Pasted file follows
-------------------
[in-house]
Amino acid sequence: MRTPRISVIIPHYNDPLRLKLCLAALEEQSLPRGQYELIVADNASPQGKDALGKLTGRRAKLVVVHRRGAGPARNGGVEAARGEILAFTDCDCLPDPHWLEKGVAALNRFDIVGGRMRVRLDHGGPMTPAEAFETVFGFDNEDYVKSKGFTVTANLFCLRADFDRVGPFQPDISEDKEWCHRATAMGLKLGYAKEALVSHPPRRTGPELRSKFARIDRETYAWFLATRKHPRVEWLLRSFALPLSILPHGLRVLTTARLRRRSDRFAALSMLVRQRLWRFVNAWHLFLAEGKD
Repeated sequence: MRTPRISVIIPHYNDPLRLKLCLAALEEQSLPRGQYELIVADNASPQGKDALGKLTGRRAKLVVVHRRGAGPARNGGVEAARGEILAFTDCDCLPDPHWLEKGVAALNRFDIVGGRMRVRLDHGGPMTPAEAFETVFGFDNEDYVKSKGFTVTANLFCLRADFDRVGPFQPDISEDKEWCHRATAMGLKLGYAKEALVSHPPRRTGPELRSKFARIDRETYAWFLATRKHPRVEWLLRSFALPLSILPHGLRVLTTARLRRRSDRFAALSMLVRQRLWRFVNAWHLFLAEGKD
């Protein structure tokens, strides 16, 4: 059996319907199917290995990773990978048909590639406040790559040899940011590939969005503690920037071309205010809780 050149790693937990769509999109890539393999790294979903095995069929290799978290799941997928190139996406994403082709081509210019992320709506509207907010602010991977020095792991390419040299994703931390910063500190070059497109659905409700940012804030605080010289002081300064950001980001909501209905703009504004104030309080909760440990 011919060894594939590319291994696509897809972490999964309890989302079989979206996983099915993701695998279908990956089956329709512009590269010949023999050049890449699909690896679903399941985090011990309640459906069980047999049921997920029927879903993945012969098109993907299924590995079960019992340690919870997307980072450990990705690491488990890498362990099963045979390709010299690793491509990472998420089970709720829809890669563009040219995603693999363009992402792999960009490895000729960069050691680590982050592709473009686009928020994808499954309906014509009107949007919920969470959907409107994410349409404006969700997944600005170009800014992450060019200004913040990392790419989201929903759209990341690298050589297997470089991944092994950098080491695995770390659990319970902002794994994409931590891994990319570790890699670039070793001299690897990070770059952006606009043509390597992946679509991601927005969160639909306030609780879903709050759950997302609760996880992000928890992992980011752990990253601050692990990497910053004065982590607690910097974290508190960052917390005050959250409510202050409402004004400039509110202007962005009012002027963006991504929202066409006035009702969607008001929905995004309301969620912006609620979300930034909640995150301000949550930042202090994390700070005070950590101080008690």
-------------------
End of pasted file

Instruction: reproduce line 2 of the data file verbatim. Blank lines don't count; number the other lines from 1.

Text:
Amino acid sequence: MRTPRISVIIPHYNDPLRLKLCLAALEEQSLPRGQYELIVADNASPQGKDALGKLTGRRAKLVVVHRRGAGPARNGGVEAARGEILAFTDCDCLPDPHWLEKGVAALNRFDIVGGRMRVRLDHGGPMTPAEAFETVFGFDNEDYVKSKGFTVTANLFCLRADFDRVGPFQPDISEDKEWCHRATAMGLKLGYAKEALVSHPPRRTGPELRSKFARIDRETYAWFLATRKHPRVEWLLRSFALPLSILPHGLRVLTTARLRRRSDRFAALSMLVRQRLWRFVNAWHLFLAEGKD